Getting The Research Right For Your Historical Novel, by Douglas W Jacobson
As the old saying goes, “The devil is in the detail.” One of the reasons I have always loved historical fiction is that it is a truly marvelous way to learn a bit of history. Some authors of non-fiction (Stephen Ambrose comes to mind) have a flair and style of writing that make their work enjoyable and easy to read. But, in my humble opinion, there’s nothing quite like curling up with Herman Wouk’s War and Remembrance or Ken Follet’s The Pillars of the Earth for the ultimate reading experience . . . and a great way to learn history.
That brings us to the issue at hand. Writing good historical fiction places a special burden on the author to get it right. Getting it right doesn’t stop with the big stuff; the dates and locations, the battles and who won the war. It gets right down to the detail. For example, what would a serf in the thirteenth century be likely to eat for breakfast? What type of profanity would a soldier likely have used during the Napoleonic wars? Did the troopers of the Polish cavalry carry lances during World War Two?
It’s the detail that immerses the reader in the time and place of your story. It’s the scent of the kerosene lanterns and the smell of the boiling cabbage, the sticky mud of the footpaths and creaking of the yardarms that give a story its life and vitality. It’s what makes it real. But making it real, of course, means doing the research.
When I set out to write my first novel, Night of Flames, I had been studying and reading about World War Two for most of my adult life. I knew a lot, but not nearly enough. For instance, I wanted to write about the Polish cavalry because the notion of horse-drawn armies in WW2 has been largely ignored, even though almost all the armies in the first few years of the war – including those of Germany and Russia – relied heavily on horses for transportation. But how was a Polish cavalry brigade organized? What type of weapons did they carry? What did their uniforms look like? How far could they travel in a day? Where did they find food for the horses and who re-shoed them when necessary? Did they really charge tanks?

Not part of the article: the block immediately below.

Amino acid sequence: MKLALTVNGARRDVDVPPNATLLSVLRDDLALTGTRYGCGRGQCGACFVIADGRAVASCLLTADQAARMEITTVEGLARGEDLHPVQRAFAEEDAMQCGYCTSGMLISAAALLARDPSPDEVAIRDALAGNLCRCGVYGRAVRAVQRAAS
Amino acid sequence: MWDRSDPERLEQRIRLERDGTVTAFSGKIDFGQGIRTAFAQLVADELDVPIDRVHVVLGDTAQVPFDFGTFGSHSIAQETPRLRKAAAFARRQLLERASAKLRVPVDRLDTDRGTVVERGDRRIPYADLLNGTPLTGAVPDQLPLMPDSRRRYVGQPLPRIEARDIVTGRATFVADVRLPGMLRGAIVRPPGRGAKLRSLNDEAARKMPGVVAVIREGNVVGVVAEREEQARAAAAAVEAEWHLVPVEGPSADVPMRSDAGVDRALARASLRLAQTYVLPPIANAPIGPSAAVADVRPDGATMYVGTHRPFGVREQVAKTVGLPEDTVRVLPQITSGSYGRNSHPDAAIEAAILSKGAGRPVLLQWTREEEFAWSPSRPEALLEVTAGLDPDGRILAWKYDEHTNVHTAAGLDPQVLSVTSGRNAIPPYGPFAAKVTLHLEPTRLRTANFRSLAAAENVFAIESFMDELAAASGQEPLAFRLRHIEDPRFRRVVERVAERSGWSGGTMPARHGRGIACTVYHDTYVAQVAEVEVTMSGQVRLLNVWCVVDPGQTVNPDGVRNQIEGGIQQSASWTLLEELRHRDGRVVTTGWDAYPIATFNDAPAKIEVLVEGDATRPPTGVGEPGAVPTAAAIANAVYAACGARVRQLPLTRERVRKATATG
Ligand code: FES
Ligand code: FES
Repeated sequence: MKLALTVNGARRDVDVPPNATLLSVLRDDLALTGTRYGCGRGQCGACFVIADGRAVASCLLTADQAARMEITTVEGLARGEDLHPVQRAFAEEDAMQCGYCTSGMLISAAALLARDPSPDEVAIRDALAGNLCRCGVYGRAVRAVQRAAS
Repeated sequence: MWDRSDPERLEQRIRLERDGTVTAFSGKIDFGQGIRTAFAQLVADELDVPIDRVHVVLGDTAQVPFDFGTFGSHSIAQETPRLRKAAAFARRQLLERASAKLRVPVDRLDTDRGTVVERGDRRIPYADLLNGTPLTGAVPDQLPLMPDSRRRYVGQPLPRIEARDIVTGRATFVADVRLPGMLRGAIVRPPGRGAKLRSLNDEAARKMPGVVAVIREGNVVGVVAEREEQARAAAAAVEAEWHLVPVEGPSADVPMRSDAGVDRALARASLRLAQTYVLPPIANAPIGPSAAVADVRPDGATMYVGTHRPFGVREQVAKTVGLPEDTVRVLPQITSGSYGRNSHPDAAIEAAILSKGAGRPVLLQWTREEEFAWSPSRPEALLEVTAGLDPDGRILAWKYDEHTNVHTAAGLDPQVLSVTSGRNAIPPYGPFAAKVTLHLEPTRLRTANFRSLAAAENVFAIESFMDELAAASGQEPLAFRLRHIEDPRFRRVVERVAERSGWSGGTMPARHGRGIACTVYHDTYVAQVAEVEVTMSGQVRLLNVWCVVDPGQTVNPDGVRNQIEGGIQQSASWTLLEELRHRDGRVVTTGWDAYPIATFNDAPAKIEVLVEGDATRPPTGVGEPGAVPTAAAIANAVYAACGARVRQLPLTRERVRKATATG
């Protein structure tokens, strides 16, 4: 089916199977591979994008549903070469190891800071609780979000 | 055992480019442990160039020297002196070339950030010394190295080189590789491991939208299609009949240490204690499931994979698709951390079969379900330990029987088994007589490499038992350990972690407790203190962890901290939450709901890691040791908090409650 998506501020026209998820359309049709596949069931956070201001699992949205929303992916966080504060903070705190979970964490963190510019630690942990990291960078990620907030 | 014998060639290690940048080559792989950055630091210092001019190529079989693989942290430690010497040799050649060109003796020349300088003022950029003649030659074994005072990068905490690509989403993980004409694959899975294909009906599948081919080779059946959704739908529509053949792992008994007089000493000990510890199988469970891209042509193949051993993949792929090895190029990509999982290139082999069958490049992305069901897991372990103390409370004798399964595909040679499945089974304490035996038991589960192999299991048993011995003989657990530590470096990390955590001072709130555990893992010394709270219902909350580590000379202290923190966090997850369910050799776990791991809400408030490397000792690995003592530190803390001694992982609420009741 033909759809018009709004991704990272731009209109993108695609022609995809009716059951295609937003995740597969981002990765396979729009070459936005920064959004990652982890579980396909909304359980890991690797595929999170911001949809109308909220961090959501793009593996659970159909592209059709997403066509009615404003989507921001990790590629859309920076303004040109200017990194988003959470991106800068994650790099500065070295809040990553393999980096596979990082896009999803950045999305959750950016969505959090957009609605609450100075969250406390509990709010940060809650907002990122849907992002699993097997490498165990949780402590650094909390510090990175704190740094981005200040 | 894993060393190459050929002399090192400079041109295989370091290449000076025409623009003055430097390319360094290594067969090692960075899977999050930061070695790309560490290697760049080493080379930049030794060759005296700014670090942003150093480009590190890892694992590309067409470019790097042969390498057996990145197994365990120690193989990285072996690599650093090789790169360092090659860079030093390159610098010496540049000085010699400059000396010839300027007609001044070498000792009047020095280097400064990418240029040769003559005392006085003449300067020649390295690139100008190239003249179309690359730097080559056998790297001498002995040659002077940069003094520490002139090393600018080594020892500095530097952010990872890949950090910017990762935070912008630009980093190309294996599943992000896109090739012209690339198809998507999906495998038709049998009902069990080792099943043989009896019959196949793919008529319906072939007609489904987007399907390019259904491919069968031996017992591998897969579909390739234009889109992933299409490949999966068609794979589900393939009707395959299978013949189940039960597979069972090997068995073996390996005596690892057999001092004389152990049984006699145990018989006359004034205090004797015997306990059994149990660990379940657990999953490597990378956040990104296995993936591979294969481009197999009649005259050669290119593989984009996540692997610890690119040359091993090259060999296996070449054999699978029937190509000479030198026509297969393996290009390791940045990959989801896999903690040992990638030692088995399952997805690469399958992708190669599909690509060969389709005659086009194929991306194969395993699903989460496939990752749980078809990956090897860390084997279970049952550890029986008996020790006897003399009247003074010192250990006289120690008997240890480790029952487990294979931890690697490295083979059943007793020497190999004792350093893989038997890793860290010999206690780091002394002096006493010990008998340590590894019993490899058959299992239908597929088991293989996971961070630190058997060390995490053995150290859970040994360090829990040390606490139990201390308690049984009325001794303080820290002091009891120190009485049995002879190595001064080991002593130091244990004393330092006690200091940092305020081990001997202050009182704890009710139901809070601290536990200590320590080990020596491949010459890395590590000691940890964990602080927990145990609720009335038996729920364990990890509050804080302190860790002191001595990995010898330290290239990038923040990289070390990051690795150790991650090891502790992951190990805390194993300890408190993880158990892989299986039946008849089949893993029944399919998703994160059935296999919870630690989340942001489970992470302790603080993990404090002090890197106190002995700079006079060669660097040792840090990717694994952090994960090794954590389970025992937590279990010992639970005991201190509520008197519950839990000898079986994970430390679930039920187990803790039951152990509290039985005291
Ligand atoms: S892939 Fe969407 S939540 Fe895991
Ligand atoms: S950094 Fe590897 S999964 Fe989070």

Let’s stick with this issue for a moment to pursue the ways and means of research. You can learn a lot on the internet these days and, indeed, I found numerous websites filled with detail about WW2 era cavalry. I also found a marvelous book entitled, The Cavalry of World War Two, chock full of information about specific cavalry regiments from Poland, France, Germany and Russia, their organization and leadership, the types of horses and weapons, battles and anecdotal accounts. But the most fascinating of all was my experience at The Battle of the Bzura Museum in Kutno, Poland, which I visited during one of my trips to Poland. It was a treasure of maps, artifacts, displays of uniforms and weapons, canteens and knapsacks. And, even more fascinating, was an encounter the next day with an elderly gentleman in Walewice, Poland who happened to be sitting on the front porch of his home while we were wandering around the town square looking for some type of commemorative plaque. Through the translation offered by my friend and Polish history scholar, Slawomir Debski, the elderly gentleman confirmed that the Wielkopolska Cavalry Brigade did, indeed, cross the Bzura River and confront a German infantry battalion in that town on 14 September, 1939. He knew… because he was there. And that’s the best kind of research.
This is exactly the same discipline I used in doing the research for The Katyn Order.
Douglas W Jacobson’s author website: www.douglaswjacobson.com
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